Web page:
Water commissioner addresses issues
WILTON – While officials agree the Water Commission is a separate entity – chartered by the state Legislature in 1905, and authorized to use its town-owned equipment as it sees fit to run the department – there is still a degree of animosity over how it operates.
On Monday, May 8, commission Chairman Tom Schultz met with the Board of Selectmen and town administrator to comment on what was said at last week’s board meeting. Since he couldn’t obtain a copy of the minutes of that meeting, he said, “I have to rely on an article in the newspaper.”
Schultz said he came “in a nonconfrontational way to address some issues.”
One of the issues that was brought up at the selectmen’s meeting, he said, was that “the commissioners voted unanimously” to allow the department’s superintendent, Michael Bergeron, to take the commission’s new truck home to Greenville at night.
Commissioners in addition to Schultz are Selectman Kermit Williams and Frank Edelblut.
There were two reasons for the vote, Schultz said: “First, so it will be available for emergencies, and second, the town has no place to keep it. We didn’t think the town would like it left parked beside the road.”
The truck was leased, Schultz said, after a “lot of correspondence with the town administrator.” The town needed to replace its old truck immediately because it didn’t pass inspection.
He added that the truck, like all water department expenses, “are paid for by the users,” and not by taxpayer funds directly.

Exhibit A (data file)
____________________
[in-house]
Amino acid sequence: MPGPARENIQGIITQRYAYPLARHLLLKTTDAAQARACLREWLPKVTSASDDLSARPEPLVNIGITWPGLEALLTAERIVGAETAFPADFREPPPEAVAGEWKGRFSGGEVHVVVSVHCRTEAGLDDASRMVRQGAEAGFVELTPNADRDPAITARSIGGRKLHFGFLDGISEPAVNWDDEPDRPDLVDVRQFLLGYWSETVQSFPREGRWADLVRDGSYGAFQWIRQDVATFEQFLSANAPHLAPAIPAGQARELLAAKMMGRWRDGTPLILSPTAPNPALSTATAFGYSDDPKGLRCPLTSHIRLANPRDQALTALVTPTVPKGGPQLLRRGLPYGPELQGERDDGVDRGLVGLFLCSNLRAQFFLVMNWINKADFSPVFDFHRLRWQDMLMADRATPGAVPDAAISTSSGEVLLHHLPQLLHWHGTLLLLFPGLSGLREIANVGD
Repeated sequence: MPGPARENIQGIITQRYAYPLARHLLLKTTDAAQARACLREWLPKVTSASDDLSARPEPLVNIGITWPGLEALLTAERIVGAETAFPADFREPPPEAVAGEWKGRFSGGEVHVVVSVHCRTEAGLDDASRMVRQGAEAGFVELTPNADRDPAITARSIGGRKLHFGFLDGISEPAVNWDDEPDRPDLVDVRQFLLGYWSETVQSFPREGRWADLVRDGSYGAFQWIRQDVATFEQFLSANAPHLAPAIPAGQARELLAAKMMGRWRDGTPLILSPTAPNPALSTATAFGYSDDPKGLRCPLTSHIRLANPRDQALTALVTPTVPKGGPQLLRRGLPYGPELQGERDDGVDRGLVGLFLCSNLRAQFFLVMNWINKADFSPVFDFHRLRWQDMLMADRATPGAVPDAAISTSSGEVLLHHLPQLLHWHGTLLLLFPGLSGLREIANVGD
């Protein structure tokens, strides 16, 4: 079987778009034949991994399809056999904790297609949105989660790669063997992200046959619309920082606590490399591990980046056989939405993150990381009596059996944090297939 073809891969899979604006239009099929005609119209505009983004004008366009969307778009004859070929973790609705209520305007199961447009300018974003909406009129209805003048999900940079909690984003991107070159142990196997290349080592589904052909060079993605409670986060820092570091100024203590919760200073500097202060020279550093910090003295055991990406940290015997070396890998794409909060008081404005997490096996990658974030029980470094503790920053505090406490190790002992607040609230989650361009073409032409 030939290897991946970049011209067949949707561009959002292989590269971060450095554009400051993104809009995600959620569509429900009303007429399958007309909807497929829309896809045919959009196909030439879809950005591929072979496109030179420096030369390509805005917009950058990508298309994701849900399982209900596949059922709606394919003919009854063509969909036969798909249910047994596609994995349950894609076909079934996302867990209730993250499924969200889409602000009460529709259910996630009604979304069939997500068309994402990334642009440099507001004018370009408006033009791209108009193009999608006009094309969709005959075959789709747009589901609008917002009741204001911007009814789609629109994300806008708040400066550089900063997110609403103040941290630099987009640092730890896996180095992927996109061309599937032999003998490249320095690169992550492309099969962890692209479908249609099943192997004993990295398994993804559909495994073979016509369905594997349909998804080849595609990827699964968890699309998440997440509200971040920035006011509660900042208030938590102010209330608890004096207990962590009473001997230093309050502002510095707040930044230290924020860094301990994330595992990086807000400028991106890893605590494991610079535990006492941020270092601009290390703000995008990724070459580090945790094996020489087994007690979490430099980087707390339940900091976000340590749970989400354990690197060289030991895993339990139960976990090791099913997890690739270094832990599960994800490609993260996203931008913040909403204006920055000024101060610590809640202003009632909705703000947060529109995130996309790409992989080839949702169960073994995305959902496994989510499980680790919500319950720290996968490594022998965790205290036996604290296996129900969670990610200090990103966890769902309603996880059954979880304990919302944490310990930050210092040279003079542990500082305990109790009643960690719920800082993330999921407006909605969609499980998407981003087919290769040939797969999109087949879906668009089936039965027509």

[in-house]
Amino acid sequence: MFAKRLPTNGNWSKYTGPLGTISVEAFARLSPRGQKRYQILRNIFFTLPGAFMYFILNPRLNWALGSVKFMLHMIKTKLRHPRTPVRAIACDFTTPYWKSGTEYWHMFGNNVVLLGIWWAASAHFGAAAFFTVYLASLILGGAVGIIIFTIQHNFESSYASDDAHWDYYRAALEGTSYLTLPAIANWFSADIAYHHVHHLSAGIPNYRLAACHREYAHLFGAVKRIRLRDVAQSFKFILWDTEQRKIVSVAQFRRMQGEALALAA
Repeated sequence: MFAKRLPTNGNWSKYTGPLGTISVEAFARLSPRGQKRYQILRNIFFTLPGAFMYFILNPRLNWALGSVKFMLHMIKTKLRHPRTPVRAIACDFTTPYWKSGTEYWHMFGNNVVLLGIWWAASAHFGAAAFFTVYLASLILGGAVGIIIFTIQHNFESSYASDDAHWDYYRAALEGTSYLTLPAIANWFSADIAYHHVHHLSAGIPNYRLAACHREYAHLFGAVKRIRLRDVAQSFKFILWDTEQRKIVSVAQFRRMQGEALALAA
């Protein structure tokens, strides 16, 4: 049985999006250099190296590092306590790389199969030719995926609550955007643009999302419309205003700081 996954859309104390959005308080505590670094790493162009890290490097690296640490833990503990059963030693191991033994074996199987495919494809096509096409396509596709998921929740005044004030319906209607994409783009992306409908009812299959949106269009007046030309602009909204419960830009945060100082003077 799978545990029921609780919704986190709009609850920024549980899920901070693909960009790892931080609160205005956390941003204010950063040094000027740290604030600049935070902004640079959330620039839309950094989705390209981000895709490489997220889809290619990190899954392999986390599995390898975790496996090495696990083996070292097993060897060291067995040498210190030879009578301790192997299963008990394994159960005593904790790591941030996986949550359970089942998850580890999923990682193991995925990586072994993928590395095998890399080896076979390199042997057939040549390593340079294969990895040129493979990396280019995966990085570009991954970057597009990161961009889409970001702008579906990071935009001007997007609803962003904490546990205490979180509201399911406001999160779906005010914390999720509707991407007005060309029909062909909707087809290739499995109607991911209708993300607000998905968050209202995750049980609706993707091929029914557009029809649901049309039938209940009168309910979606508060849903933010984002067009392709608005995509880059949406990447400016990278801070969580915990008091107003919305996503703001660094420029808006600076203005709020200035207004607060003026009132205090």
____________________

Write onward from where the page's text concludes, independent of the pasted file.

“And 13 percent of those users are in (the Pine Valley section) of Milford, as provided in the original charter because those users are across the river from the Milford water system,” he said.
To back up his points, Schultz provided an opinion from the Attorney General’s Office in 1935 that states, “The selectmen don’t authorize payments by the water commission, the commission does, although the town treasurer has custody of all money.”
As to who owns what, Schultz presented a letter from the town’s attorney in 2011 that agreed with the one from 1935.
“We are willing to pursue this again,” Schultz said, “but we feel it is a waste of money.”
Town Treasurer Jerry Greene noted that “the Water Department itself is owned by the town of Wilton, even if the department controls it. The commission still answers to the town in some way.”
Selectmen’s Chairman Bill Condra pointed out the commission’s authority over its equipment.
“The town may own the stuff,” he said, “but the commission has the authority to use it. I think we are all in agreement on that.”
Williams said he didn’t think the commission is a “unique” entity.
“While I agree with Mr. Schultz on some things, I disagree that the department is something unique,” he said. “The charter covers a portion of Milford, but Milford folks don’t get to vote for commissioners. They’re just guest customers, so to speak. I believe the commission is part of the town and the equipment is owned by the town of Wilton. The commission cannot put a lien on property (for unpaid bills), they can only ask that one be placed through the tax process.”
It was agreed that the commission was authorized to make needed expenditures without asking the selectmen.
Schultz also brought up the issue of a problem with a required backflow device at the Recycling Center that hadn’t been addressed.
“It is still submerged after being brought to the manager’s attention a year ago,” said Schultz, who presented pictures of the device taken last Friday.
Public Works Director Steve Elliott said the problem would be taken care of.
“When I was on the commission, we relied on the superintendent” to take care of such things, he said.
“There is no reason to make a legal case out of this,” Williams said. “We’ll arrange to get it done.”
Greene wasn’t satisfied that the issue was settled, and called Schultz’s comments “veiled threats to the town,” but Condra closed the discussion.